Bison is a highly nutrient dense food because of the proportion of protein, fat, mineral, and fatty acids to its caloric value. When compared to other meat sources, beef, pork, chicken and even salmon, Bison has a greater concentration of iron, much lower in fat and cholesterol, and has a pretty impressive B12 level. In fact Bison is higher in many nutrients as well as some of the essential fatty acids necessary for human well-being. It is an excellent choice for those with heart problems and diabetes and many people who can’t tolerate beef (myself included) do well with Bison because it is much easier to digest.
Bison meat is also high in:
B6 – helps with heart disease, depression, and kidney stones.
Selenium – this mineral protects the body from the effects of heavy metals.
Vitamin E – protects against heart disease, cancer, and strokes.
Phosphorus – for muscle function, kidneys, regular heart beat and nerves.
Zinc – boosts the immune system.
Copper – supports the blood vessels, nerves, bones and the immune system.
Potassium – great for metabolism and builds muscle.
Riboflavin (B2) – for production of red blood cells.
Niacin (B3) – for digestive system, skin and nerves.
Omega 3 Essential Fatty Acids – lowers blood pressure and helps heart conditions.
Beta-Carotene – reduces risk of cancer, helps eyes, skin and immune system.
Highest level of CLA (Conjugated Linoleic Acid) – reduces cancer, immune disorders, diabetes and obesity.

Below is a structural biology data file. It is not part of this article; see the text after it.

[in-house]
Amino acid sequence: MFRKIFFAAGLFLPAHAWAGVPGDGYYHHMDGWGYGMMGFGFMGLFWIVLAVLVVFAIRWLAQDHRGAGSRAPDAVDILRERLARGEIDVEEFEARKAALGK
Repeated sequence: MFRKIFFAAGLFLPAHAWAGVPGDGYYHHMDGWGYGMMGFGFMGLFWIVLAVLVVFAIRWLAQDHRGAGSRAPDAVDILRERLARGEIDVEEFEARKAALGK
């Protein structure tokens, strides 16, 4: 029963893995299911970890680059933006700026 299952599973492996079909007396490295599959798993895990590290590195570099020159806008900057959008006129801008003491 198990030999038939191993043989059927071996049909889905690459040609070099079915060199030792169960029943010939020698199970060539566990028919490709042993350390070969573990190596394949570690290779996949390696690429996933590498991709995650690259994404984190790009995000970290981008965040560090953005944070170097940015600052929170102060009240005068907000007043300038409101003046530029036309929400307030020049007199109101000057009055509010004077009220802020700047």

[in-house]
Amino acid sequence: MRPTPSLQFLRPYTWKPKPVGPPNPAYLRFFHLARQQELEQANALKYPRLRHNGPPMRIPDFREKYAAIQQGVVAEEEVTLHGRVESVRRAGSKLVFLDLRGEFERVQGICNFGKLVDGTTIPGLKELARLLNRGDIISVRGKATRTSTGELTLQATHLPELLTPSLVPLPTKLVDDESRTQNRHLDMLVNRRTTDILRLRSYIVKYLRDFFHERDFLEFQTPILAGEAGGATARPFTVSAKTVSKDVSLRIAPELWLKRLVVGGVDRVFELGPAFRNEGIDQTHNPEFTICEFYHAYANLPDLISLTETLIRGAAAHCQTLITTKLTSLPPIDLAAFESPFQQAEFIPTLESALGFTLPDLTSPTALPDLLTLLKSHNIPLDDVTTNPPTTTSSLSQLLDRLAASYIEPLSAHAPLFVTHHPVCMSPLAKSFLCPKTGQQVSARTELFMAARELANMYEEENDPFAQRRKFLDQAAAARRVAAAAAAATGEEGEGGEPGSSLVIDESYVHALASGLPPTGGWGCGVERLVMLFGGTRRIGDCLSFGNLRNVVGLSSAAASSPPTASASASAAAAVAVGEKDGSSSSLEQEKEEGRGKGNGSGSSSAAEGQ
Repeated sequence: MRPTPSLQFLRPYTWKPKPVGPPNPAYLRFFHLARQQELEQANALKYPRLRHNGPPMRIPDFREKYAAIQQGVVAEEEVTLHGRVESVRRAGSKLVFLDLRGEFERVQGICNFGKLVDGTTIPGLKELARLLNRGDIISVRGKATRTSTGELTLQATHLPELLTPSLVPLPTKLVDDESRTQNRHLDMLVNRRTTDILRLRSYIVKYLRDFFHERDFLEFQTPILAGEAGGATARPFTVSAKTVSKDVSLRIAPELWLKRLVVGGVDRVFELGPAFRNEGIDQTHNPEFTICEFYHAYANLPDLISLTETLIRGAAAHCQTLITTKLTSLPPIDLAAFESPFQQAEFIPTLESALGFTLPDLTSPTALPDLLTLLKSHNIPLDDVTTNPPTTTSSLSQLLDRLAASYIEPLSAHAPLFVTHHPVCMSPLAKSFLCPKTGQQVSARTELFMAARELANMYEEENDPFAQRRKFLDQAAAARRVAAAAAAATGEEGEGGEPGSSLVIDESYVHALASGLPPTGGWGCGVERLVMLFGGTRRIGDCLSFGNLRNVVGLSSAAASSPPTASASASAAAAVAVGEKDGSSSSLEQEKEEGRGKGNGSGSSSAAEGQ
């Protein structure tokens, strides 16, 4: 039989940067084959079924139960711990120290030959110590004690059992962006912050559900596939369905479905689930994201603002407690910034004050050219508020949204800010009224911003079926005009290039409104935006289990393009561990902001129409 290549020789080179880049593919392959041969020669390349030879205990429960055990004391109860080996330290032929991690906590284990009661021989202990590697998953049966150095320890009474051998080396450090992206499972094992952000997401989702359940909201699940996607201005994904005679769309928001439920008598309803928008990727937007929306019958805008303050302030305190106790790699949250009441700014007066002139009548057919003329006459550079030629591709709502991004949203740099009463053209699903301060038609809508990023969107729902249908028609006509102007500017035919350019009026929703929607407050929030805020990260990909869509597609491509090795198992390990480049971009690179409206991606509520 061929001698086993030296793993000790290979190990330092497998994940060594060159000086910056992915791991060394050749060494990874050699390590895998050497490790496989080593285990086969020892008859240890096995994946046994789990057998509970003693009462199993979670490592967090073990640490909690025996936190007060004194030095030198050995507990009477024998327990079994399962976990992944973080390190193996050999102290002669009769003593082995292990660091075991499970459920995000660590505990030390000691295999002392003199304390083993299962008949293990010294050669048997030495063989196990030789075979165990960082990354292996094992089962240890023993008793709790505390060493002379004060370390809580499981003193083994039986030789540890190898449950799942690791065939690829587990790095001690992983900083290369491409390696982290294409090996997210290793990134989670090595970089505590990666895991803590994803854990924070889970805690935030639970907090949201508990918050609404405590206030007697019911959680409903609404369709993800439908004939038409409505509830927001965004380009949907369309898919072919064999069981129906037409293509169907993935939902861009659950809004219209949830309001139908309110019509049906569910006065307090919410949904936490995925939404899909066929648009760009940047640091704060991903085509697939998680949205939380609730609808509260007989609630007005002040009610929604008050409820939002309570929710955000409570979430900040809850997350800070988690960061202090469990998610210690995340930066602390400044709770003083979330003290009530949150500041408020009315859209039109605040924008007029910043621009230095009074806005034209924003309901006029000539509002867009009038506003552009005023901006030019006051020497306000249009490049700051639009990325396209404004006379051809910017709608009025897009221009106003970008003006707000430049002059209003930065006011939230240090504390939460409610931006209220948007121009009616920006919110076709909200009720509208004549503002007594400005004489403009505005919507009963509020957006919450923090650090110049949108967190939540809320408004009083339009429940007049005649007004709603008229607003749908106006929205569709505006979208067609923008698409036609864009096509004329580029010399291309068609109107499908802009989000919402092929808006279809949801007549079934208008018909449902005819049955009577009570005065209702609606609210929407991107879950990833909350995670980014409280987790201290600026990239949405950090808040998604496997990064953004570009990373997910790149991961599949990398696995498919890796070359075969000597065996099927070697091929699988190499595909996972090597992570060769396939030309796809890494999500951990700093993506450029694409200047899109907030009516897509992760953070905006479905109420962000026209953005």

Aside from Bison’s remarkable nutritional value, of equal importance is how they are fed and raised. Most bison are grass-fed (look for this when purchasing), are handled as little as possible, and live without drugs, chemicals or hormones.
When buying bison meat, don’t be misled by advertising for buffalo, bison is often mistakenly called buffalo but her in North America the species we have is actually bison, buffalo are from Asia and Africa.
Cooking Tips for Bison Steaks
Similar to beef yet bison needs to be cooked differently. Because of the lack of marbling (white streaks of fat), bison should be cooked at a lower temperature than normally used for beef. Fat acts as an insulator causing most meats to take longer to cook. This lack of fat also accounts for the deep red color of the meat. I recommended the rib eye cut of bison for BBQ grilling, this is a fattier cut(while still very low) and makes a great steak!
Cook bison rare to medium for best flavor. If you over cook it, you will experience a loss of juiciness and tenderness, similar to over cooked beef.